For an Agile environment, many contend that regression testing can’t be done for each cycle unless you use automated testing. For an Agile team that has a production release each month, there is only so much time that can be spent on testing with such a short time frame, so only new features are tested. Regression testing of all those features and functions which shouldn’t have been affected is often neglected. Automation is the only way to solve this dilemma.

What type of platforms do you support?

What type of platforms do you support?

Android and iOS continue to dominate with both having over 80% of the developer’s support, which tracks with most other surveys.

Windows has 41% support, which is very surprising since Windows market share is in the low single digits and 10% are developing for Windows to the exclusion of either iOS or Android. They must believe market research company IDC’s forecast report that Window’s market share will rise to 20% in the next few years and it is hard to believe that that the Nokia-Microsoft alliance won’t be successful. Window’s developers are half as likely to have a dedicated development or QA team.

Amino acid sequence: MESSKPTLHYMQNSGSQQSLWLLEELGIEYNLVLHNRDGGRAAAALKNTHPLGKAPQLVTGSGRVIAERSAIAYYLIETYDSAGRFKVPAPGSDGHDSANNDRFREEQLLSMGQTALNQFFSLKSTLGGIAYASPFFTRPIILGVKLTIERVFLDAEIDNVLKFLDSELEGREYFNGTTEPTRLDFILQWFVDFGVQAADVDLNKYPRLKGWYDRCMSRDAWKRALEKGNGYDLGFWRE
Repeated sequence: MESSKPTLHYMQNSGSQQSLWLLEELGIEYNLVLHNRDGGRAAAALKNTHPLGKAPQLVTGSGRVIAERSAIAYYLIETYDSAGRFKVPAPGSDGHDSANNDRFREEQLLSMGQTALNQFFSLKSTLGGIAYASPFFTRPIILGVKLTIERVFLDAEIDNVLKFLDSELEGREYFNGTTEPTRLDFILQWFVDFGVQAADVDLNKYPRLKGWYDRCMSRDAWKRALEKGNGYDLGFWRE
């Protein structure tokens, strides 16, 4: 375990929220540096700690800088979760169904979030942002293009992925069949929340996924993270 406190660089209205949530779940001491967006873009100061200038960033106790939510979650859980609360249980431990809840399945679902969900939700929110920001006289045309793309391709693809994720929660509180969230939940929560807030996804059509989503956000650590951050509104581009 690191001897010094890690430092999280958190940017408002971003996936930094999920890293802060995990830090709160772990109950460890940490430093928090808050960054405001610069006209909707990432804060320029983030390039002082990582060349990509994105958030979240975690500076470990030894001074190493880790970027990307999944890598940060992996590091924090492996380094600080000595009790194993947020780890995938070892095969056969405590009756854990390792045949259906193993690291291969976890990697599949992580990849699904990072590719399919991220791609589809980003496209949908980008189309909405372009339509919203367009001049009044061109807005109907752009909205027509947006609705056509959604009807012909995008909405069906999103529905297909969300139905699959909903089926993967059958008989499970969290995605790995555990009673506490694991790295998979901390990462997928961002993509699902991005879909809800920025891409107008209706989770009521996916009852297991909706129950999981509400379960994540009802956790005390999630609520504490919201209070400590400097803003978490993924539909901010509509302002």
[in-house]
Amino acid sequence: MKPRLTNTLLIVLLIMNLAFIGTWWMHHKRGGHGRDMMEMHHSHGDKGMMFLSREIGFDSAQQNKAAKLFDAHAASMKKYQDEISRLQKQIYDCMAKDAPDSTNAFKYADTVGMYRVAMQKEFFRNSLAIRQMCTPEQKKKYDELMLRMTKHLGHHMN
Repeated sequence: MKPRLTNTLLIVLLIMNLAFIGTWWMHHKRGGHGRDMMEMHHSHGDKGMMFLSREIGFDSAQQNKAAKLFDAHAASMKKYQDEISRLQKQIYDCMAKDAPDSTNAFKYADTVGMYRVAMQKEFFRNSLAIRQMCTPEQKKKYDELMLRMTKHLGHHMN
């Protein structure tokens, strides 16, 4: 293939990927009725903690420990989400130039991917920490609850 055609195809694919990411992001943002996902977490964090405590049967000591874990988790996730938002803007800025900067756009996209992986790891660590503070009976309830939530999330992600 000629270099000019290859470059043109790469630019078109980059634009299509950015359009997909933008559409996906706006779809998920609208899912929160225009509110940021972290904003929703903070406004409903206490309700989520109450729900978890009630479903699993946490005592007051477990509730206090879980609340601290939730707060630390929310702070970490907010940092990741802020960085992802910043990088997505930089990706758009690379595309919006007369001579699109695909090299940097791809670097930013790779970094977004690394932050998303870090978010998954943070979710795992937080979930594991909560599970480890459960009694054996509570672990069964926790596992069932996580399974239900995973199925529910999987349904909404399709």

How many different devices is your SW used on (approximately)? Please count one device that is used with 3 different OS versions as 3 devices.

How many different devices is your SW used on (approximately)? Please count one device that is used with 3 different OS versions as 3 devices.